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Old 20 July 2020, 15:58   #7
Toni Wilen
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lha probably is the best option. Supports Amiga flags, comments. Open source (Original unix lha).

lzx also works but there is only reverse-engineered source available and lzx (if I remember correctly) can't be seeked freely, at least in some compression modes.
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Old 20 July 2020, 16:08   #8
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Existing archivers like lha/lzx doesn't allow random access and are also too slow.
The archives will be read-only for whdload. The archives will be like an additional read-only data directory. Writing will only occur to normal files if there is also real data directory (e.g. SavePath).
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Old 20 July 2020, 16:26   #9
Toni Wilen
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Store without compression/use simpler compression method? If the main point was to reduce number of tiny files.

I thought you meant seeking to any file which is possible with lha (but not necessarily possible with lzx or any other with "solid" method without decompressing all previous files in archive). AFAIK no normal archiver supports random access seeking to any file position without (at least partially) decompressing the file first.

In my opinion some kind of caching (decompress file when needed on the fly and then keep decompressed data in memory) would fix the slow down problem. Files are generally tiny (unless slave use disk image) so decompression is always fast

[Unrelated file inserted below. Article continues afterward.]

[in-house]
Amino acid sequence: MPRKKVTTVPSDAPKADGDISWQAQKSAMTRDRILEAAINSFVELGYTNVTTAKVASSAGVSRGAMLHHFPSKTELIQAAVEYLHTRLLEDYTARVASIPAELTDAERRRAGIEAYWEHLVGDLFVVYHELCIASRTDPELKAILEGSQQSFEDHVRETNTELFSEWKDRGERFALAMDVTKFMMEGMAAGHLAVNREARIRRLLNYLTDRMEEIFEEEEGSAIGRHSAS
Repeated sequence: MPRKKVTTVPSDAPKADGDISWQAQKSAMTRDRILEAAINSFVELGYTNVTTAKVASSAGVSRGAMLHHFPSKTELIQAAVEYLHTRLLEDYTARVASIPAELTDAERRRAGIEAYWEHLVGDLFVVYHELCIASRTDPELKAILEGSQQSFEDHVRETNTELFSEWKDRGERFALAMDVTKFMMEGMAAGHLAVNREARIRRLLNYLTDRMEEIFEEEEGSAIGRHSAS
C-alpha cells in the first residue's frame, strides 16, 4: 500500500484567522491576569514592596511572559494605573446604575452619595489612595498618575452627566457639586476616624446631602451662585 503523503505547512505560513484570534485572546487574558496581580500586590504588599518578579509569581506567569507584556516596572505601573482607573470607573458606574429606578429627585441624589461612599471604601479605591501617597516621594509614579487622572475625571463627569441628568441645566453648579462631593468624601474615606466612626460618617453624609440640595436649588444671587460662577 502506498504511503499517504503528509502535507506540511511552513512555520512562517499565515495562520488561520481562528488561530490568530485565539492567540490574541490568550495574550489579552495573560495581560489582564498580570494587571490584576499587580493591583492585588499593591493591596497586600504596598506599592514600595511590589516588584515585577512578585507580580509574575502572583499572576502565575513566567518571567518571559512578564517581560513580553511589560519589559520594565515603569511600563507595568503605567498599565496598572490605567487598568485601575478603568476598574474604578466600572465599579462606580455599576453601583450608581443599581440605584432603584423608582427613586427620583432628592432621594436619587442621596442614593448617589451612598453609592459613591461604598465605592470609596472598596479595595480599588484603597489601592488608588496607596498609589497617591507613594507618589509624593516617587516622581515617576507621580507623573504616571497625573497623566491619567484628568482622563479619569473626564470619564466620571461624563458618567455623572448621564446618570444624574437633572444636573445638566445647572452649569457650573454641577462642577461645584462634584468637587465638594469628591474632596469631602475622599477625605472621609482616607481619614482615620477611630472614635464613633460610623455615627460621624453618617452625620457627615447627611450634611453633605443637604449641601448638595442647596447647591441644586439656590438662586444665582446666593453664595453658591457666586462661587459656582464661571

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Old 20 July 2020, 17:37   #10
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Starting without compression is probably the best. But without compression it will be a step back for people which use XPK currently.

Seeking in the files is probably also no intention for a archiver. But it should also work without preloaded files in low memory configs. If the files are compressed in not too large chunks it should be possible. A caching buffer of one chunk should be suffient if many small IOs are performed to avoid a slowdown.
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Old 06 September 2020, 21:54   #11
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I know nobody asked my opinion (and this is an old thread) but I've been experimenting idea of having filesystem-like view for archives (lhz, lzx, zip) and I've learned a thing or two in the process. I have not yet shared any code for that since it is not maybe in best of shape, although I have open decompressor algorithms made for lzx, most of lha and some of zip. (This is not in the amiga context itself, but same learnings apply)